The State of the Union

By Tim Le Couilliard, Newgate Public Affairs

A Panelbase poll published today has confirmed what many Conservative ministers have been fearing: that the Union of the four nations in the United Kingdom is looking more and more fragile. 

Early in the lockdown there was a suggestion, first mooted by Wales’ First Minister Mark Drakeford that England’s borders with Wales and Scotland could be closed in an attempt to slow the transition of the virus amongst the regions. Northern Ireland, of course, has its own, natural borders with the rest of the UK and its border with the Republic of Ireland has remained relatively open. 

Perhaps, however, a border fence between our nations may still be erected, as latest polling has shown a lessening enthusiasm for keeping the Union together. Whilst Scotland, where the devolved government is, of course, led by the Scottish Nationalist Party, is the only region which the poll says is in favour of separating, the rest of the UK is pretty divided. 

In a margin smaller than decided the Brexit vote, both England and Northern Ireland only just support maintaining of the Union, by 51-49%. The Welsh are strongly  supportive of the Union with 68% of voters polled in favour of the status quo. In Scotland, 55% support independence, with 45% supporting the Union. Bear in mind, this is a flip on the 2014 Scottish Independence referendum (in which the ‘remain’ vote won 55.3% to 44.7%).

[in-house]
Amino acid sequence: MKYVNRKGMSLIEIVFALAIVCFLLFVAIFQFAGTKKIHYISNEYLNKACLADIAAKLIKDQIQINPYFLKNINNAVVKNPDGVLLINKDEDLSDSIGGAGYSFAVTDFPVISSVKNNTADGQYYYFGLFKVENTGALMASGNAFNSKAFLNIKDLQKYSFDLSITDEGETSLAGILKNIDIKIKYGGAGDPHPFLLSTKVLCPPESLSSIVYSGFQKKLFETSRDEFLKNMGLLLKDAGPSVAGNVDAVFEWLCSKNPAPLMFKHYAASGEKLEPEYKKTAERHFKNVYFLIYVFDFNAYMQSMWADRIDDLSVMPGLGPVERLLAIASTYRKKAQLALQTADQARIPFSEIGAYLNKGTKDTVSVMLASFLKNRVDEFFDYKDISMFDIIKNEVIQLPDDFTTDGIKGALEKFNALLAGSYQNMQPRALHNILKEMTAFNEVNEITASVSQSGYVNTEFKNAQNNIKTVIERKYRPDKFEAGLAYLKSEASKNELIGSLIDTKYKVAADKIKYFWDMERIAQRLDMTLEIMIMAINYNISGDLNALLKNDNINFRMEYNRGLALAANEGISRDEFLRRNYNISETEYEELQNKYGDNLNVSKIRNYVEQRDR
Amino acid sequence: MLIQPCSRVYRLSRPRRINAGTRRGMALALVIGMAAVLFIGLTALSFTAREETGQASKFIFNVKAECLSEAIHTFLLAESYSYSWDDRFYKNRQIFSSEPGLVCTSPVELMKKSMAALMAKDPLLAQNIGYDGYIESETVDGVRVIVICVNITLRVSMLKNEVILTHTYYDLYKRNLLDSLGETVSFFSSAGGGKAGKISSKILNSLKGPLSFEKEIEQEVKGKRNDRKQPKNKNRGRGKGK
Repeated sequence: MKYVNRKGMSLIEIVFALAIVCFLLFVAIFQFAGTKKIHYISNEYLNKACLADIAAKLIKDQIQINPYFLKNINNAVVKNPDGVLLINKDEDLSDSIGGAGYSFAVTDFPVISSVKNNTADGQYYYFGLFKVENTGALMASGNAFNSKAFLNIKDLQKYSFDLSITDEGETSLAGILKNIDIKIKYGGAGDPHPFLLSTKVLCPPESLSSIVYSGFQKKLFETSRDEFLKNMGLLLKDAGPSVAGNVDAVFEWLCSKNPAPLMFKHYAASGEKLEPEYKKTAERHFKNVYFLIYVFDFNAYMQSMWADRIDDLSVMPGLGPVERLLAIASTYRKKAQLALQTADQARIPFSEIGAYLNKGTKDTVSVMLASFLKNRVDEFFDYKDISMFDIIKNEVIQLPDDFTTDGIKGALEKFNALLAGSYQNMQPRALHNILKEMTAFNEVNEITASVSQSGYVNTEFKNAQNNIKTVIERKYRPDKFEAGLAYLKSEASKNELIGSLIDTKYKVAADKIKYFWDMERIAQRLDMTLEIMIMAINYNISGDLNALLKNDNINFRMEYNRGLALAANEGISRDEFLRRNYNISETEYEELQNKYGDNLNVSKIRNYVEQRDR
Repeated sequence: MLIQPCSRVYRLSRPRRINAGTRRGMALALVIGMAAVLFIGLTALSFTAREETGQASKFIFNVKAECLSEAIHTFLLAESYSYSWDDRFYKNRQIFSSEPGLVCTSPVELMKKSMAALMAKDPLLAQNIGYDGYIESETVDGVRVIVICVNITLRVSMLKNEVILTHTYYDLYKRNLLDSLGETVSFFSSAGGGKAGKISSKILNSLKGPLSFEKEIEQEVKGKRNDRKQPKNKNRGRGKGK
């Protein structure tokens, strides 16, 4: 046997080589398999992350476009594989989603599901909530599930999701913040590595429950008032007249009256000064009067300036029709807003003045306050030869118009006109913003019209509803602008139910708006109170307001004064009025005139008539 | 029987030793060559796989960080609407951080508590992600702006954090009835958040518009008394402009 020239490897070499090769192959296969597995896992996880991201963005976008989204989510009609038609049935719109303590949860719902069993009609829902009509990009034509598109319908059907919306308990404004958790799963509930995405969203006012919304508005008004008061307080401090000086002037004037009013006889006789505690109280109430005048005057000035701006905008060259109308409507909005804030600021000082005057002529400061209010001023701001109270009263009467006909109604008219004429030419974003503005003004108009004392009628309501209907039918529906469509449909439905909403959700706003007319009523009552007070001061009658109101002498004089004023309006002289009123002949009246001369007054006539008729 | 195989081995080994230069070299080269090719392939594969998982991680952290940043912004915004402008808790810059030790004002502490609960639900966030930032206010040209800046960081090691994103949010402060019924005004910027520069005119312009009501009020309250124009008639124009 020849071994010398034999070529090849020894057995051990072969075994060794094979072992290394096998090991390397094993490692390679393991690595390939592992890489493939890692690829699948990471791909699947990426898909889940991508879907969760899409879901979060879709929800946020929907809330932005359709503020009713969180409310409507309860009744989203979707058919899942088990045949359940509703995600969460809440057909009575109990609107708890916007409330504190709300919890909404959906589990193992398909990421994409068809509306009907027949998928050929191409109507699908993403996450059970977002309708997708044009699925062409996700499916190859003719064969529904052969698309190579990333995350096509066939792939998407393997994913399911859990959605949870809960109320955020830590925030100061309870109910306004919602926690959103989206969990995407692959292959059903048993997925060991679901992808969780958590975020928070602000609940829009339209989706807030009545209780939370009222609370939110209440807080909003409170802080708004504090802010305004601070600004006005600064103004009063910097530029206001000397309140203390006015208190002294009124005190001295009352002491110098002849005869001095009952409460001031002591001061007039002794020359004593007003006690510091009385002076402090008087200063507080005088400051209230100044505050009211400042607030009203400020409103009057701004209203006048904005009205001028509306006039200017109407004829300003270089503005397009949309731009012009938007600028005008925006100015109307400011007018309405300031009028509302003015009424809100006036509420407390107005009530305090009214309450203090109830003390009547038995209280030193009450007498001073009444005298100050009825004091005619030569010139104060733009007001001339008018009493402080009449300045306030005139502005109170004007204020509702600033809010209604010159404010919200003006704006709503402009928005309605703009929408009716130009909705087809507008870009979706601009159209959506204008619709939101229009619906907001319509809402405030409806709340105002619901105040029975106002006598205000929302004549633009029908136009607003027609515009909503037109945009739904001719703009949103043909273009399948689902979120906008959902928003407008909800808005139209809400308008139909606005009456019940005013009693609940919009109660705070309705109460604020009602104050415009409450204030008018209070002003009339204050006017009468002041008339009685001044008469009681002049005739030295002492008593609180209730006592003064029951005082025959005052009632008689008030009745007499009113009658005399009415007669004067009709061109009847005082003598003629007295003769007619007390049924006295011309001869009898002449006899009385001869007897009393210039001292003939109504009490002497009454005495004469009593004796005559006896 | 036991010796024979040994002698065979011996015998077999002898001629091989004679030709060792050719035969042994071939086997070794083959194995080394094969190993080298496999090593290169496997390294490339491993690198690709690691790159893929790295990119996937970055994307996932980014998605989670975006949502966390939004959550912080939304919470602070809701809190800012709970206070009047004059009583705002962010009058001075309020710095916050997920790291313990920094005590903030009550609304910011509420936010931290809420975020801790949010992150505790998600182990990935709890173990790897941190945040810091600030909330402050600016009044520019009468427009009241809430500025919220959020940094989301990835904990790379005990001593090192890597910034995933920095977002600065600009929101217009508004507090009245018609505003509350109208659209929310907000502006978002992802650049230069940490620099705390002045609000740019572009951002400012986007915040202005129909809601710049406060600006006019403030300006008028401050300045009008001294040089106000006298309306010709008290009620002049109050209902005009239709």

It is timely that this year marks the 700th anniversary of the Declaration of Arbroath, a document prized by Scottish nationalists for its commitment that “For so long as a hundred of us remain alive, we will never in any degree be subject to the dominion of the English”. Whilst celebrations of the anniversary have been muted by the pandemic, the sentiment of the document remains. 

The Conservative and Unionist Party is not unaware of the growing threat to the Union, with government ministers sent north of the border to encourage some support with Chancellor Rishi Sunak the latest to tour Scotland. Only last week, Michael Gove voiced a radical proposal to invite Scottish First Minister Nicola Sturgeon, as well as the First Ministers of Wales and Northern Ireland, to take seats at the Government’s Cabinet table. Whilst the proposal was rejected by the Prime Minister, the fact it was considered shows the government’s concern of the state of the Union. 

The upcoming Holyrood elections in May next year will be seen as a key indicator of Scottish public feeling. A big win for the SNP will give Sturgeon a renewed mandate to call for a repeat referendum. Currently a minority government in Scotland, the SNP may well be on track for a majority government in 2021, with key issues such as Brexit and Covid-19 set to play a major role in the outcome.